Englishman Jason Roy desperate to return to cricket, even behind closed doors

LONDON: England's first game Jason Roy he's desperate to play again Cricket even if matches have to be held behind closed doors due to the coronavirus pandemic.

Roy, who was part of the England World Cup winning team last year, had the pleasure of playing in an empty stadium at Pakistan Super League (PSL) earlier this year and said it was a strange experience.

There is no atmosphere, said the 29-year-old. As simple as that to be honest. It was a very strange feeling.

You are used, as a hitter, with the bowler running, being relatively quiet. You learn to block the crowd, but as soon as the ball ends, you hear the crowd go completely insane and there when that was the case it was absolute silence, it was the weirdest thing.

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The PSL, a Twenty20 competition, closed its doors to spectators in March before suspending the competition days later due to coronavirus.

Despite that experience, Roy, a destructive opening hitter, wants to play again, with the start of the English season delayed until July 1 at the earliest.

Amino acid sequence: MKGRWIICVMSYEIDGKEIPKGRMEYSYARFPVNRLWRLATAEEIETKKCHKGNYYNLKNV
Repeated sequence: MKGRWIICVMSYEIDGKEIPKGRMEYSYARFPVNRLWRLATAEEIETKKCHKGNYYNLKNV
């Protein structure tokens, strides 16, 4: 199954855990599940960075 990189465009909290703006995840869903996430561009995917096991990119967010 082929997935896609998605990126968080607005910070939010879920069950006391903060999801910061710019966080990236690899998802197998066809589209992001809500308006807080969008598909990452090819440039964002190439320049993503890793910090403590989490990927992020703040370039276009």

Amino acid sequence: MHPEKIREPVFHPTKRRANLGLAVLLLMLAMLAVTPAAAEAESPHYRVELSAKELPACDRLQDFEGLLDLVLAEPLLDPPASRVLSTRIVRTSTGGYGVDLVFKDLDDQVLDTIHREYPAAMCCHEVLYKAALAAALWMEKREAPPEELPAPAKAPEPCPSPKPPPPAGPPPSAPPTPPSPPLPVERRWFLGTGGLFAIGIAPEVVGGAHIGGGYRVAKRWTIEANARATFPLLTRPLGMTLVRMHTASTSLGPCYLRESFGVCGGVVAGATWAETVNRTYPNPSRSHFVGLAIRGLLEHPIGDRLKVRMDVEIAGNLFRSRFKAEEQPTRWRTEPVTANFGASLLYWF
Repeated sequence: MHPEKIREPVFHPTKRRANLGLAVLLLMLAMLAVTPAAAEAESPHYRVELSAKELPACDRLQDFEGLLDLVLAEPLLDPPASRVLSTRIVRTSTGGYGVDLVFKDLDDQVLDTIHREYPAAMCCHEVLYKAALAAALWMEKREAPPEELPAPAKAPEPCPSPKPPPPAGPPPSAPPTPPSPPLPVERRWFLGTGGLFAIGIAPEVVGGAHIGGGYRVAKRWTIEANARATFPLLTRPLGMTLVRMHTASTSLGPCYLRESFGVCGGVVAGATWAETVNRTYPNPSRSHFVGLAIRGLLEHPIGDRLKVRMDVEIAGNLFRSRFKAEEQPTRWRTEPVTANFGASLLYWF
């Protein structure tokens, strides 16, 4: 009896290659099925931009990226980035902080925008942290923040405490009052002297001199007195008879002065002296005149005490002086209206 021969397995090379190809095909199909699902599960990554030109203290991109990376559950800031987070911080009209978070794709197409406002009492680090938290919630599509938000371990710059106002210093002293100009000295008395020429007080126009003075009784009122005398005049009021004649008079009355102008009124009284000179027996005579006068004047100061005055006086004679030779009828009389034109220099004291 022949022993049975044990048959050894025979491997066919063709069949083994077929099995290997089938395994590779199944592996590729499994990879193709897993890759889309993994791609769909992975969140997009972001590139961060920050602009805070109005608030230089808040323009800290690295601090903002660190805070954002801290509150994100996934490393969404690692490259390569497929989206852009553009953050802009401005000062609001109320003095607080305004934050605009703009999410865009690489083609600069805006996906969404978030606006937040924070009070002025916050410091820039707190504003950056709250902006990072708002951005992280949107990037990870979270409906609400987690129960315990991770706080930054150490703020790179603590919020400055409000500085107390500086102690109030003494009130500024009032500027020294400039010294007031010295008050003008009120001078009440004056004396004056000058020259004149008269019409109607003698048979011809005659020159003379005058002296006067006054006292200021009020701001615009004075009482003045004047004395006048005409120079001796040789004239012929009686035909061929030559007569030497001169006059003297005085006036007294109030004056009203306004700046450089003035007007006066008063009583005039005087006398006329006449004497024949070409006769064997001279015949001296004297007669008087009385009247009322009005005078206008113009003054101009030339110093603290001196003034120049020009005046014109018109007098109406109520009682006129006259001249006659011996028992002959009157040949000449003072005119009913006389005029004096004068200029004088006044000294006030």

I am more than happy to play behind closed doors, he said. I think it would be good to get out.

The Surrey player said the British government blockade meant he was severely limited in his ability to practice.

I'm touching shadows in the mirror, I look pretty good, he joked. So that's all I can do, to be honest, hit a tennis ball against my wall here at home, freak out a little.

Roy said the ongoing disruption means it could make sense to postpone the T20 World Cup, scheduled for Australia in October, but said the players will make sure they are ready if he continues.

He said he was happy to start playing again when asked by his bosses why he trusted his judgment, describing himself as a pawn in the sports world.

Roy was asked about the comments made by Barcelona footballer Ivan Rakitic, who told the Spanish press that he was ready to risk returning to action despite the virus.

Roy said: If an individual wants to go to the front line and put himself at risk, then he's good to him, but if someone doesn't want to, then I don't think he should be ashamed either.

"Whatever's right in that situation. If the country desperately needs us to play Cricket to make themselves feel better... but I'm not sure that's the case."